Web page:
“I understand this haunts you” Jack claims, watching Syd’s obsession with the Lazarey murder video deepen as she searches for clues about what would make her commit such an act, but does Jack truly understand? This is a man we have witnessed kill in cold blood (see Stephen Haladki), even if it was for reasons he would classify as the greater good, but Syd retains a moral centre Jack has always lacked. It makes her redeemable, ultimately, in a manner Jack can simply never be, despite the goodness buried within his soul. Syd is asking all of the logical questions anyone in her position—if anyone ever would be in her unique position—would ask, but A Missing Link is entirely underpinned by Syd’s fear that as Julia (a name she unconvincingly manages to lip read Lazarey mouth on the video), that moral centre vanished.
Alias has always been, if not overtly, a series with Christian overtones and Syd’s personal sense of judgement and right/wrong is one of them, and this initial arc ends up heavily woven with Judeo-Christian mythology. Faith is frequently used in the show in proxy fashion, often via Sloane and Rambaldi, in order to explore these concerns, and Syd invokes it here too as she appeals to Laszlo Bogdan, the only member of Walker’s team never to have met Julia, on his death bed to help the CIA. “This is your last chance” Syd promises him to avoid a potential afterlife where he suffers for the consequences of stealing world-ending biological weapons that have ended up killing him when he was exposed to them. Syd imposes Christian moral judgement on Bogdan when she fears the absence of that in herself during her missing time, as the duality of her darker id—Julia—appeared to assert herself. Alias will exculpate her of that to an extent later in the season but such existential fear drives A Missing Link outside of the propulsive plotting.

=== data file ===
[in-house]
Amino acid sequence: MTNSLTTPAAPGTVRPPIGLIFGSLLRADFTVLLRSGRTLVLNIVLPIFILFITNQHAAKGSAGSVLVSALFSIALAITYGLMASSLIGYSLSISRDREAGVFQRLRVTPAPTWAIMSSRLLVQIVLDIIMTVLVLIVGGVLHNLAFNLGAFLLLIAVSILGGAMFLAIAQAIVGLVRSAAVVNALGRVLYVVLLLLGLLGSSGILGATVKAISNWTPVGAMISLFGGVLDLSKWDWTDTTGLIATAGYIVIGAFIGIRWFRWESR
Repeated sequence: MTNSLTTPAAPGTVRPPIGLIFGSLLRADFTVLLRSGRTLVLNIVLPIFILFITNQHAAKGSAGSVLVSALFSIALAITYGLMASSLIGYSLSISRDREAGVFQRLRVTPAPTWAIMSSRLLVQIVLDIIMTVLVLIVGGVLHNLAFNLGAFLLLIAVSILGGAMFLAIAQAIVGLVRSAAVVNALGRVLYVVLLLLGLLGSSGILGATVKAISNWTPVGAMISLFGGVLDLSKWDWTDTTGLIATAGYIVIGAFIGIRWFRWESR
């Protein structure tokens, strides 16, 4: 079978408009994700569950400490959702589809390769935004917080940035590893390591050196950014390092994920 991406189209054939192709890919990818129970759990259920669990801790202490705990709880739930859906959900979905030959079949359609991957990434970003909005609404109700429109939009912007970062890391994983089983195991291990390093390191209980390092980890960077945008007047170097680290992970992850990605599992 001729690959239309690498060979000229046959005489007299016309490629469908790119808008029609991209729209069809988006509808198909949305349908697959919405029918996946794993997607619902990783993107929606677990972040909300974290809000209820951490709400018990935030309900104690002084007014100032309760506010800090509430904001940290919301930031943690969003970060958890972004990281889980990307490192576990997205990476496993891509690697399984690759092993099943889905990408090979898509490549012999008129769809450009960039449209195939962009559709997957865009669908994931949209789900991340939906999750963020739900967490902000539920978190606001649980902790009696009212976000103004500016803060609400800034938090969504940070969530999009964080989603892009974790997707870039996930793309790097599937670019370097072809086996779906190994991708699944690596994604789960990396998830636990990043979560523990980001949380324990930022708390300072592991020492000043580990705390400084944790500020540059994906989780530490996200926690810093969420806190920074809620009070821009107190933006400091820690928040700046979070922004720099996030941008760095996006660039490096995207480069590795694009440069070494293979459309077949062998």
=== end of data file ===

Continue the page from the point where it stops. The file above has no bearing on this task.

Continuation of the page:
It becomes most apparent, obviously, when Syd meets Walker—fully expecting to have to use her double agent skills honed over the years in SD-6–to infiltrate his crew, only to hide her shock when Walker passionately “kissed me like his prom date” as she later puts it, and she has to blag her way into the Julia role she is only just discovering existed. It’s a great moment and as a piece of plotting, it’s an impressive way to tell an Alias story while cutting to the very nub of the seasonal narrative and Syd’s character arc. “What? No future in murder?” Walker casually asks, confirming Julia was an assassin and deepening Syd’s fears in the bargain.